Individual response to ionizing radiation

Mutat Res. Oct-Dec 2016;770(Pt B):369-386. doi: 10.1016/j.mrrev.2016.09.001. Epub 2016 Sep 4.

Abstract

The human response to ionizing radiation (IR) varies among individuals. The first evidence of the individual response to IR was reported in the beginning of the 20th century. Considering nearly one century of observations, we here propose three aspects of individual IR response: radiosensitivity for early or late adverse tissue events after radiotherapy on normal tissues (non-cancer effects attributable to cell death); radiosusceptibility for IR-induced cancers; and radiodegeneration for non-cancer effects that are often attributable to mechanisms other than cell death (e.g., cataracts and circulatory disease). All the molecular and cellular mechanisms behind IR-induced individual effects are not fully elucidated. However, some specific assays may help their quantification according to the dose and to the genetic status. Accumulated data on individual factors have suggested that the individual IR response cannot be ignored and raises some clinical and societal issues. The individual IR response therefore needs to be taken into account to better evaluate the risks related to IR exposure.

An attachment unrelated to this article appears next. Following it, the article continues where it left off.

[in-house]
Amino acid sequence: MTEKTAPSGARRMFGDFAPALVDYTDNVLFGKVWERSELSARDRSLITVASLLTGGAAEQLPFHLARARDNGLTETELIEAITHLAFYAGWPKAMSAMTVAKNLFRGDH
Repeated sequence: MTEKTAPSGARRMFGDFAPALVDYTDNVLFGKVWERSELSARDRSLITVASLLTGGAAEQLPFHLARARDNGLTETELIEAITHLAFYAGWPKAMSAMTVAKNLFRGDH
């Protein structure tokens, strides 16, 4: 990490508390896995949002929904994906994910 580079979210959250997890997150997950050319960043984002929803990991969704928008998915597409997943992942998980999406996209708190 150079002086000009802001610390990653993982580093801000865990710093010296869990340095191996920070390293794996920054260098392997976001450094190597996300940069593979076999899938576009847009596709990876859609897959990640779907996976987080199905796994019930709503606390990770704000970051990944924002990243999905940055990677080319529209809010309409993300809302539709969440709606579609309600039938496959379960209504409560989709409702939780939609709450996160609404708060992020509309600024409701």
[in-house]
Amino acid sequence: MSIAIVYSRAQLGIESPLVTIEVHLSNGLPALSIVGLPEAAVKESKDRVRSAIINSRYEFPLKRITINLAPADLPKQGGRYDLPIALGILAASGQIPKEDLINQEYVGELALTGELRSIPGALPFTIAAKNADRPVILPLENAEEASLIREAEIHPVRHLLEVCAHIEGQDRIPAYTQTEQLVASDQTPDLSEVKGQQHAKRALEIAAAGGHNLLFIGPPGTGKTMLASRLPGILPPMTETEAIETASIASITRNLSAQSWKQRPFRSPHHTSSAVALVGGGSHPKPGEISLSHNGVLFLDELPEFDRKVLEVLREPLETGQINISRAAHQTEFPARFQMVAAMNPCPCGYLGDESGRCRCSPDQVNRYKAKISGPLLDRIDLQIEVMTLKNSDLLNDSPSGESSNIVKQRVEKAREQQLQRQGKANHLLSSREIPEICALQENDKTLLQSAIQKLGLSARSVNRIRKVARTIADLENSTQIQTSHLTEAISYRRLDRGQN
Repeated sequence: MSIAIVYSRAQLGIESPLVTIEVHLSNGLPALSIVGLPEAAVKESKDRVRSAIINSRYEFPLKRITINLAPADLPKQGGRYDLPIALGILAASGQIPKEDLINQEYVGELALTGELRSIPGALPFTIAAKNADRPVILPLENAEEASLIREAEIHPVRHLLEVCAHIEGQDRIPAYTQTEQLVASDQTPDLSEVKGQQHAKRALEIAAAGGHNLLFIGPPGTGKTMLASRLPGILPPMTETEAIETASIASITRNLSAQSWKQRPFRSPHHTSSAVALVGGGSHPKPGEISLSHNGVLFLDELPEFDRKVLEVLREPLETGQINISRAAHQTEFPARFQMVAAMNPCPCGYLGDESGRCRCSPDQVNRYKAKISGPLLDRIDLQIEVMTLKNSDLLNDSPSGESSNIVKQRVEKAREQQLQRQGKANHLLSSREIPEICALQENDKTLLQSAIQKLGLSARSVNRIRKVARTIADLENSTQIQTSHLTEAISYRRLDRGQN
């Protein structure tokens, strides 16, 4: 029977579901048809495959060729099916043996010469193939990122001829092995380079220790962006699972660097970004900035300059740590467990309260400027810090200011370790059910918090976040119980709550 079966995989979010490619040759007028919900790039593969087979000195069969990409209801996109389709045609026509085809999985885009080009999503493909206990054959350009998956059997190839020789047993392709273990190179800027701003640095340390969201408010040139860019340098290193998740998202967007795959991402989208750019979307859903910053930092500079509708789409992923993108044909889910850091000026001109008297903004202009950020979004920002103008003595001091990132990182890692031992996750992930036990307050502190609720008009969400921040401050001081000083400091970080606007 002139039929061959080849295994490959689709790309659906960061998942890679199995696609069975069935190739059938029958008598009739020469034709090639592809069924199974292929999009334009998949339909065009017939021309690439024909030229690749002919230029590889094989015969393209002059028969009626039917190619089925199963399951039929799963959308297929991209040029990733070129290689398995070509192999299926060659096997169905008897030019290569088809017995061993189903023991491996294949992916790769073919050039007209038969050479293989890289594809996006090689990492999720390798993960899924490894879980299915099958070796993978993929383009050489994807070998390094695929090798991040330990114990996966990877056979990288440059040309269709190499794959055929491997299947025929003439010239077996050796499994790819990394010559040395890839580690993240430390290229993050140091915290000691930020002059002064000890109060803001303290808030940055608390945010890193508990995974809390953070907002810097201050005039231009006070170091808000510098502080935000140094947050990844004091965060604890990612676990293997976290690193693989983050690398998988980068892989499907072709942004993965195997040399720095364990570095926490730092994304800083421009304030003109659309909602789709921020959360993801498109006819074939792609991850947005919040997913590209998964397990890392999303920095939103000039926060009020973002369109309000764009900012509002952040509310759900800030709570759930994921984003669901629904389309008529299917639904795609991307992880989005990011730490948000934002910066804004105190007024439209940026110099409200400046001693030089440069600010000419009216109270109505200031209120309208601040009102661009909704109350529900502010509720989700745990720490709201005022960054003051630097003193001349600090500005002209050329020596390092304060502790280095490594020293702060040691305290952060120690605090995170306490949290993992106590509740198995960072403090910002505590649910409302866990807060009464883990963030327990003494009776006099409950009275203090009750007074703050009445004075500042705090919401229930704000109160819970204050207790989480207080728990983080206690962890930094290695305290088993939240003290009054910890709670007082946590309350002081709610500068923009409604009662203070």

Keywords: Individual radiodegeneration; Individual radioresponse; Individual radiosensitivity; Individual radiosusceptibility.

Publication types

  • Review

MeSH terms

  • Chromosome Aberrations
  • DNA Damage
  • Genomics
  • Humans
  • Radiation, Ionizing*